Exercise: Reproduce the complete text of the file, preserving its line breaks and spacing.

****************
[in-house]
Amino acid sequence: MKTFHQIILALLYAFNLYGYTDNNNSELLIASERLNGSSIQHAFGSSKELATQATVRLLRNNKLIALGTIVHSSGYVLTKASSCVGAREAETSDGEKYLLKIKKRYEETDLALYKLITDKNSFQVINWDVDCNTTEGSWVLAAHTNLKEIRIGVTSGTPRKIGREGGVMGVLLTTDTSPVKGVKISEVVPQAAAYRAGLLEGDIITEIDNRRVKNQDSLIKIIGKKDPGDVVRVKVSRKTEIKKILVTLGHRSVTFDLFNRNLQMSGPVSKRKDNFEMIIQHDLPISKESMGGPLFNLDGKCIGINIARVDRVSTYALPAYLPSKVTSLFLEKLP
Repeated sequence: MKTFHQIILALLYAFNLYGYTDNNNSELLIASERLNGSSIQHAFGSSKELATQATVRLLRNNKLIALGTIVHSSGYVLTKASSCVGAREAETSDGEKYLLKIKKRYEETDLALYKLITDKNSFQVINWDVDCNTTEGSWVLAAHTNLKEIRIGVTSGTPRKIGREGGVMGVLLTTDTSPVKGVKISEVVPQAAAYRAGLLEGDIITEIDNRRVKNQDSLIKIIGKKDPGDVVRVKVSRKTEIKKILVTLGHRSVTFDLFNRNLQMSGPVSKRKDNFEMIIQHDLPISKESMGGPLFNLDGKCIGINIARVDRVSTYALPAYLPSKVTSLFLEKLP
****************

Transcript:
[in-house]
Amino acid sequence: MKTFHQIILALLYAFNLYGYTDNNNSELLIASERLNGSSIQHAFGSSKELATQATVRLLRNNKLIALGTIVHSSGYVLTKASSCVGAREAETSDGEKYLLKIKKRYEETDLALYKLITDKNSFQVINWDVDCNTTEGSWVLAAHTNLKEIRIGVTSGTPRKIGREGGVMGVLLTTDTSPVKGVKISEVVPQAAAYRAGLLEGDIITEIDNRRVKNQDSLIKIIGKKDPGDVVRVKVSRKTEIKKILVTLGHRSVTFDLFNRNLQMSGPVSKRKDNFEMIIQHDLPISKESMGGPLFNLDGKCIGINIARVDRVSTYALPAYLPSKVTSLFLEKLP
Repeated sequence: MKTFHQIILALLYAFNLYGYTDNNNSELLIASERLNGSSIQHAFGSSKELATQATVRLLRNNKLIALGTIVHSSGYVLTKASSCVGAREAETSDGEKYLLKIKKRYEETDLALYKLITDKNSFQVINWDVDCNTTEGSWVLAAHTNLKEIRIGVTSGTPRKIGREGGVMGVLLTTDTSPVKGVKISEVVPQAAAYRAGLLEGDIITEIDNRRVKNQDSLIKIIGKKDPGDVVRVKVSRKTEIKKILVTLGHRSVTFDLFNRNLQMSGPVSKRKDNFEMIIQHDLPISKESMGGPLFNLDGKCIGINIARVDRVSTYALPAYLPSKVTSLFLEKLP